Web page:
Reporters eagerly inspected the damaged Chicago Cubs bat rack Sunday morning at Wrigley Field, searching for clues like paleontologists digging for dinosaur bones.
Pieces of metal either bent or ripped off, a broken hand sanitizer with a piece of masking tape holding it together and a splintered chunk of wood on the frame were telltale signs that someone — or perhaps multiple people — vented on the wooden structure holding the players’ bats and helmets.
The beaten-up bat rack served as a perfect metaphor for the 2022 Cubs season, which reached the end of the first half Sunday with a 3-2 comeback win over the New York Mets.
Nico Hoerner’s run-scoring single in the two-run eighth handed the Cubs their first win at Wrigley since July 2 against the Boston Red Sox.
“When you lose a lot of games in a row, you almost forget what it feels like,” starting pitcher Adrian Sampson said. “When you win a lot of games … you just know how to win. This is a good reminder for guys that this game is hard. We’re in the major leagues, and wins are hard to come by.”
The Cubs avoided their second 10-game losing streak and moved out of a last-place tie with the Cincinnati Reds in the National League Central, improving to 18-32 at Wrigley. They’re on pace for 51 home losses, which would eclipse their all-time worst mark of 31-50 in 2013.
Sampson’s pitching and some late-inning heroics sent the crowd of 34,424 home in a good mood. The Mets scored their two runs off Sampson on a steal of home by Starling Marte in the first after a botched pickoff play at first base and an RBI blooper by Pete Alonso in the fifth that first baseman Frank Schwindel misplayed in short right field.
But Hoerner’s third single gave the Cubs the lead in the eighth, and David Robertson closed the door in the ninth.
After Saturday’s doubleheader loss to the Mets, manager David Ross lauded the team’s effort against “a first-place team with a $300 million payroll.” Actually it’s $259 million, but who’s counting?
Nevertheless, Ross seemed to suggest the Cubs are the little engine that could instead of a big-market franchise valued by Forbes at $3.36 billion. The truth is Cubs Chairman Tom Ricketts chose this route and could compete with the Mets’ payroll if he wanted to.
But you can’t blame Ross for feeling as though he’s being asked to win battle after battle without enough weapons, even as he knew what he was getting into. The Cubs went 33-64 over their final 97 games in 2021 and are 35-57 at the break, giving them a .360 winning percentage (68-121) under Ross since June 13, 2021. His predecessor, Joe Maddon, posted a .581 winning percentage in five years on the North Side before being let go.
Before Sunday’s game, Ross said he welcomed the challenge of bringing this organization back to respectability.
“I think we all know we’re not where we want to be,” Ross said. “But the difficult challenges we go through make us better every single day, myself included. The players, being in the environments we’re getting put in right now, we’re going to be able to handle those moments better in the long run, years to come. Playing good teams (and) competing deep into games, extra-inning games, those are all really good things. We’ve just got to figure out ways to win ballgames, and I think we will.”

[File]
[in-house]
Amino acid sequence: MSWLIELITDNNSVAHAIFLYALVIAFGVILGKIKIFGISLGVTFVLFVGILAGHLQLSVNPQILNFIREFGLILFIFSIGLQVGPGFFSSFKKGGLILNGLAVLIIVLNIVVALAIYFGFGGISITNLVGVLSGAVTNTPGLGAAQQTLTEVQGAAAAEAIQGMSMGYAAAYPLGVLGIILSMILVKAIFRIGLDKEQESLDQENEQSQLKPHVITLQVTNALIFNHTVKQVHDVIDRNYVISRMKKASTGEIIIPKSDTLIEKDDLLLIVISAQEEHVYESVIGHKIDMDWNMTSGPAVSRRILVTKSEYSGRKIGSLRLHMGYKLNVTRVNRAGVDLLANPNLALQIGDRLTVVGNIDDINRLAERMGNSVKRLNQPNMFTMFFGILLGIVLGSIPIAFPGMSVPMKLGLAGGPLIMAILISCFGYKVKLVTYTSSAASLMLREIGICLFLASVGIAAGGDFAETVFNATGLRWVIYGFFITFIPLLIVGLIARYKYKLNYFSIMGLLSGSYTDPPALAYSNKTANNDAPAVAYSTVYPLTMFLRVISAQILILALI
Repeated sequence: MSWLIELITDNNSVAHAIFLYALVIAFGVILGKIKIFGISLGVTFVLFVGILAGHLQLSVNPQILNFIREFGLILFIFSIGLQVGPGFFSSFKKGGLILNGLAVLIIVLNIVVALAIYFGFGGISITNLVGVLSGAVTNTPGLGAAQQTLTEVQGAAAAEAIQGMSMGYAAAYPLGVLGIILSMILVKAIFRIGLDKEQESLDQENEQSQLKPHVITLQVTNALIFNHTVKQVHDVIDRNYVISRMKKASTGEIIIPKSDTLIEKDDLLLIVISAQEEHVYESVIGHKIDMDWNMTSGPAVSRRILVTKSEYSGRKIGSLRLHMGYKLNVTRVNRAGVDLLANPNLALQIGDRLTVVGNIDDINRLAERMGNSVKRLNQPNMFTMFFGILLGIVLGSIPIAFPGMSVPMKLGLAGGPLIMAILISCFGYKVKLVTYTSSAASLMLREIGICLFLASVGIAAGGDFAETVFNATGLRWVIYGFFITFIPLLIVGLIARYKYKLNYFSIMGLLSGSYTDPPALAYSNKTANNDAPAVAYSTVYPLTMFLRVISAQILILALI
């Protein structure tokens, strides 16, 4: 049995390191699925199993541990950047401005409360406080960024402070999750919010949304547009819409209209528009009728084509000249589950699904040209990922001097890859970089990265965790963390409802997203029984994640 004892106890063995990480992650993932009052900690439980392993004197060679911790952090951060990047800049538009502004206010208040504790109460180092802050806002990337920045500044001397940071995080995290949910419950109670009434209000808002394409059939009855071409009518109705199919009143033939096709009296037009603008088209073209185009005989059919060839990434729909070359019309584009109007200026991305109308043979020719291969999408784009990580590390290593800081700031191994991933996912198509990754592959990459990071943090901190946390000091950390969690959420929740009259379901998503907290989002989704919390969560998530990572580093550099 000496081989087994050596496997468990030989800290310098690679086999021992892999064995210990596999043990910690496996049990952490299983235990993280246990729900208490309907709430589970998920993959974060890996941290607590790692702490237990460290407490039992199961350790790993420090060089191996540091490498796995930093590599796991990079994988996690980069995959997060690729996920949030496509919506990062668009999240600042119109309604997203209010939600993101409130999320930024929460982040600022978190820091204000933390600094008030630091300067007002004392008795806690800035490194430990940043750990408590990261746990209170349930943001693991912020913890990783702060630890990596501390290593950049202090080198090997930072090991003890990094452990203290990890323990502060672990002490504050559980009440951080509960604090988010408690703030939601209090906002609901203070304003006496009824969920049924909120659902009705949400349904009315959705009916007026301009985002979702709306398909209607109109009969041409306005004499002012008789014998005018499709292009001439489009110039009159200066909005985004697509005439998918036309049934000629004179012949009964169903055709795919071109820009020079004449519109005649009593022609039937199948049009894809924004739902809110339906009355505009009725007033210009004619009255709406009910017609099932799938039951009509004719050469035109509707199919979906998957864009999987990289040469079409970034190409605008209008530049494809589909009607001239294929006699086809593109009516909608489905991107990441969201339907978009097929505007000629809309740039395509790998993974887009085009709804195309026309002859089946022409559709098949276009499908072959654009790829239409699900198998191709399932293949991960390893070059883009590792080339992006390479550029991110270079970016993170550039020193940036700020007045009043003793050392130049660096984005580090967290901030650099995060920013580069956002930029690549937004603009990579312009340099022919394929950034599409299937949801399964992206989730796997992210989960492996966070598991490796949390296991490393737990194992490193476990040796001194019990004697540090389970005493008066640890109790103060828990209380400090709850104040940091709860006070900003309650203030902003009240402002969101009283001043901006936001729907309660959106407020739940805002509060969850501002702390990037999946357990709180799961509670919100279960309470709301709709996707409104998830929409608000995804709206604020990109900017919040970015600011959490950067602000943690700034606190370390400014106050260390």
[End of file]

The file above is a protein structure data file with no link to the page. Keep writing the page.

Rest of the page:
Whether most of the players learning from the first-half struggles will be here in “years to come” is doubtful. Some probably won’t be here after the Aug. 2 trade deadline, including All-Star catcher Willson Contreras, who was mired in a 1-for-36 slump before his eighth-inning single Sunday.
Cubs President Jed Hoyer is expected to unload in the next couple of weeks, though “unload” might not be the proper terminology. Back in 1997, when the Cubs lost their first 14 games and came out of the All-Star break with a win-or-else decree from the front office, manager Jim Riggleman corrected a reporter who used the term.
“This is not cattle here,” Riggleman said. “We don’t use words like ‘unload.’ It’s not a matter of unloading.”
Similarly, the Cubs would prefer you not use the word “rebuild” 25 years later. It’s always something with this organization. Perhaps they should hand out a list of forbidden words in spring training.
As bad as that ‘97 Cubs team was, it took a 37-50 record into the break in spite of the 0-14 start.
“You can’t get down and dislike each other because it can sure get nasty,” shortstop Shawon Dunston said then. “This is a good team. But when you win, everybody loves you. And when you lose, no one does. We have to like each other, whether we like it or not,”
This year’s team gets along fine, and Hoerner said there’s a lot to look forward to in the second half.
“Summer at Wrigley is always a positive to start with, so at least that’s guaranteed,” he said. “Take it for what it is, whatever is next. The Cubs have always done a really good job of putting quality people in the clubhouse, even with the turnover we’ve had in the last three, four years. That’s something I’ve always been very grateful for. … At the very minimum we have good people that are are going to be competing hard the rest of the season.”
You never know what the future will bring. The ‘98 Cubs, one of the most exciting rides in franchise history, followed the ‘97 debacle. Still, it could be a long climb to get back to where this team needs to be, and all it starts Friday in Philadelphia.
For now, take a deep breath and relax.
The worst part is over, right?